• Establishing and strengthening national M&E systems: Implementation plans for the Agenda will be underpinned by an M&E system in order to make national progress visible and will be aligned with international evaluation mechanisms.

  • Improving the institutional capacity of statistics authorities (administrative reform): A functioning statistics system is the prerequisite for examining implementation at national level. This includes standardised processes and workflows as well as the teaching of skills required for preparing, analysing and publishing statistics and for monitoring strategies.

  • Promoting innovative approaches: Apart from official statistics for monitoring the 2030 Agenda, unofficial data such as business figures, indicators of subjective perceptions for measuring satisfaction levels, opinion surveys and geodata play an important role. Open data approaches can also be supported that enable the collection and provision of non-personal data. Further information can be found at the Open Knowledge Foundation and the Open Government Partnership. The constant improvement of information and communication technology and the growing role played by civil-society organisations and companies in the monitoring process are crucial in this context.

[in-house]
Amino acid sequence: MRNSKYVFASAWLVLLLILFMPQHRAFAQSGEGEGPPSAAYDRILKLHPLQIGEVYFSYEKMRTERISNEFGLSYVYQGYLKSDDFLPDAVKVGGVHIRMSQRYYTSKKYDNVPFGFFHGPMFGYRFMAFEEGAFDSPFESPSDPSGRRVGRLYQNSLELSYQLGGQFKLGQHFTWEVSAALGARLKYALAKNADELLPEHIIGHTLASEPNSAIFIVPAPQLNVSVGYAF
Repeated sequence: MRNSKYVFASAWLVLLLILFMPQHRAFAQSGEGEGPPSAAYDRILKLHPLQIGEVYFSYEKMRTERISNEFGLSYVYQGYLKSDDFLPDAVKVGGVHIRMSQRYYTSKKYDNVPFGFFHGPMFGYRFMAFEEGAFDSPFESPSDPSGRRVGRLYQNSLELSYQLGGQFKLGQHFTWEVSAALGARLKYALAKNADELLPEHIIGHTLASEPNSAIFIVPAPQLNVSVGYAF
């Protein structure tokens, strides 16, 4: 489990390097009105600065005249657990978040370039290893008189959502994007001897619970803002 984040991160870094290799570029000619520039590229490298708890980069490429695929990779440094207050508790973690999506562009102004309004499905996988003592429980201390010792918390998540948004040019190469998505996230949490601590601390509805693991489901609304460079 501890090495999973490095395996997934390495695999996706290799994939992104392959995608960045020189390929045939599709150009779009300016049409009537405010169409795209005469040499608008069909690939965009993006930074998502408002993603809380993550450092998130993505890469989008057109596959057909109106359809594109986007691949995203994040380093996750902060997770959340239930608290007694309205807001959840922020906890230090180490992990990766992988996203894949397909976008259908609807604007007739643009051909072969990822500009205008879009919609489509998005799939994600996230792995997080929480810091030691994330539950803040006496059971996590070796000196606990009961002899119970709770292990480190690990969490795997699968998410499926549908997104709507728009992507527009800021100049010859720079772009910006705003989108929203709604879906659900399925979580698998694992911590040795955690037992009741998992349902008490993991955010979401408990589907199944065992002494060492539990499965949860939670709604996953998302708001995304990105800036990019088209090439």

• Improving data collection: Many different kinds of data will be needed to monitor implementation of the Agenda’s goals. Official data sources from household surveys and administrative data from population registers are relevant here. The aim in connection with household surveys is to develop and use innovative alternatives to time-consuming and cost-intensive standard surveys. Data collection using new technologies can also help to reduce process costs.

  • Promoting dialogue between data users and data producers: Data supply must meet data demand. This presupposes that governmental and civil-society data users have an understanding of which data they require for which purpose, and that data producers collect and process the data in an appropriate form. Continuing training can be provided on this subject.